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Surprising Art and Craft Villages

The neighboring villages of Batubulan, Celuk and Singapadu are the first in a series of surprising art and craft centers that one encounters going north along the main road from Denpasar toward Ubud. These villages have garnered fame for a variety of skills: Batubulan for its barong dance and stone carving, Singapadu for its gong saron and gong gede music, and Celuk for its silver and goldsmith.

Batubulan: home of the barong

Ten km northeast of Denpasar, Batubulan is a village known throughout Bali for its ornate door-guardian statues, carved of soft paras volcanic tuff. Until these became popular for secular use earlier in this century, the carvings were only used in temples or palaces, but this art form has spread extensively in recent years and is today found in homes and public buildings. Made Leceg and Made Sura, two of the most famous carvers of the area, continue the legacy of their mentor, the late Made Loji. Both have shops on the main road where carvings can be purchased and packed and shipped home.

Batubulan is also home to three famous Barong Dance troupes who perform seven times a week at 9.30am on their own stages before bus-loads of enthralled tourists. The development of these groups parallels that of tourism in Bali, but even so the Batubulan barong troupes are relatively young. The first the Danjalan Barong Group, was established in 1970, while the Tegaltamu and Puri Agung groups were formed later. The three troupes also perform on a large stage that was constructed especially for this purpose in the outer courtyard of Pura Puseh Bendul in 1986.

While in the neighborhood, Pura Puseh Batubulan is well worth visiting. Four statues of Wisnu poised on carved pedestals embellished with Tantri tales guard the temple. If you care to shop for antiques, Puri Sakana on the main road offers an extensive range of antique reproductions, furniture and beads.

Celuk: jewelry of silver and gold

Although many arts and crafts have prospered in Celuk, the village has evolve, into a center for silver and gold smiting. Almost every home in the village contains small scale production facilities fulfilling orders placed by large shops and exporters. Bracelets, rings, earrings and brooches, to name a few of a wide range of products produced here, have started to enter the export market.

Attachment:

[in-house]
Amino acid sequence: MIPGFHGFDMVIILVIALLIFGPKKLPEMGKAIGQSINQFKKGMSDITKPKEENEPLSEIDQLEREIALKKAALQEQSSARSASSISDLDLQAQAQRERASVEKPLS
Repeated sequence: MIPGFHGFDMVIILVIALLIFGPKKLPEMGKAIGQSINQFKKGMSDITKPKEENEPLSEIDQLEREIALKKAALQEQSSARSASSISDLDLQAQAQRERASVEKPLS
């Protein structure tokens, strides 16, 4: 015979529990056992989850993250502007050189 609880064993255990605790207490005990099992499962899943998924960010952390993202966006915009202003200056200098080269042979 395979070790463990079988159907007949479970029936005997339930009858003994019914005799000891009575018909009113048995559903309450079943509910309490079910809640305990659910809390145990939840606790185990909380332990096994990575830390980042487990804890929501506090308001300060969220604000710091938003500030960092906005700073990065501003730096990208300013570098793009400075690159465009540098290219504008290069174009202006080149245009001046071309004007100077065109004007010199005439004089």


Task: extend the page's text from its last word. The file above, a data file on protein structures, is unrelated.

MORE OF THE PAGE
The silver and gold craft trade was pioneered by the Beratan clan of smiths (pande). Nowadays most Celuk residents, whether or not they are members of the Pande clan, have become gold and silversiniths. Made Kawi and Wayan Kardana are among the better craftsmen. Be sure to bargain.

Along the main road between Batubulan and Celuk you will find about 40 art shops, most of which sell gold and silver jewelry. Keraton Gold and Silver Collection, Celuk Silver and Aditya Art Shop have particularly good selections. Other shops, such as Wirama Antiques and Modern Art and Bali Souvenir, sell masks, statues, old basketry and textiles, among other things.

Singapadu: village of the 'twin kings'

The history of the small village of Singapadu, just up the road from Batubulan, goes back to the reign of I Dewa Kaleran, a king of Kalianget who assisted the ruler of Sukawati, I Dewa Agung Anom, to defeat the king of Mengwi with the aid of two powerful kerises.

As an expression of gratitude and to strengthen family ties, I Dewa Agung Anom offered his sister to be Dewa Kaleran's bride. Impatient at the long wait for his sister's pregnancy, I Dewa Agung then presented another princess to Dewa Kaleran, this time one who was already pregnant. This princess gave birth to a boy, called I Dewa Agung Api. Meanwhile, Dewa Agung's first wife also became pregnant and gave birth to another son, Dewa Kaleran Sakti. With the birth of both sons, two princes had rights to the throne, and the name singha-padu meaning "twin lions" was given to the place.

Some believe that Dewa Kaleran's sacred keris, Sekar Sandat, possesses creative powers and has therefore helped dance, music and carving to flourish in the area. In the past Singapadu was known as a center for dance and music. Unfortunately, these groups have today largely withered away. However, barong and legong groups continuing the traditions of the past can be found in Banjar sungguan. At one time these dance groups only entertained locals in temples, but now, they perform for tourists at the large hotels.

Apart from the gong gede, a type of gamelan which most banjars in Singapadu possess,
two banjars, namely Apuan and Seseh, have an older type of gamelan known as the gong saron. This is mainly used to accompany death ceremonies, as the tones produced are thought to express sadness and sorrow. The seven-key xylophones of the gong saron differ from the 10-key gangsa of a typical gamelan.

Many well-known dancers have come from Singapadu, such as Wayan Griya, Ketut Rujag, Wayan Kengguh, Made Kerdek and Ni Ketut Senun. Today, there are many good ones left, such as Nyoman Cerita, Ketut Kodi, Ni Nyoman Candri and Ketut Rumita. Made Raos, another prominent dancer, is one of Singapadu's best barong (bapang) dancers. Two other prominent figures in the field of dance, Dr I Made Bandem, Rector of the Indonesian Institute of the Arts (ISI) in Yogyakarta, and Dr. I Wayan Dibia, Director of STSI (the Academy of Music and Dance) in Denpasar, are also natives of Singapadu.

In the field of topeng and barong mask making, the late Cokorda Oka's mastery has now been handed down to his pupils, I Wayan Tangguh, Cokorda Raka Tisnu and Nyoman Juala. Wayan Pugeg and Ketut Muja also exhibit great talent in carving wood statues.

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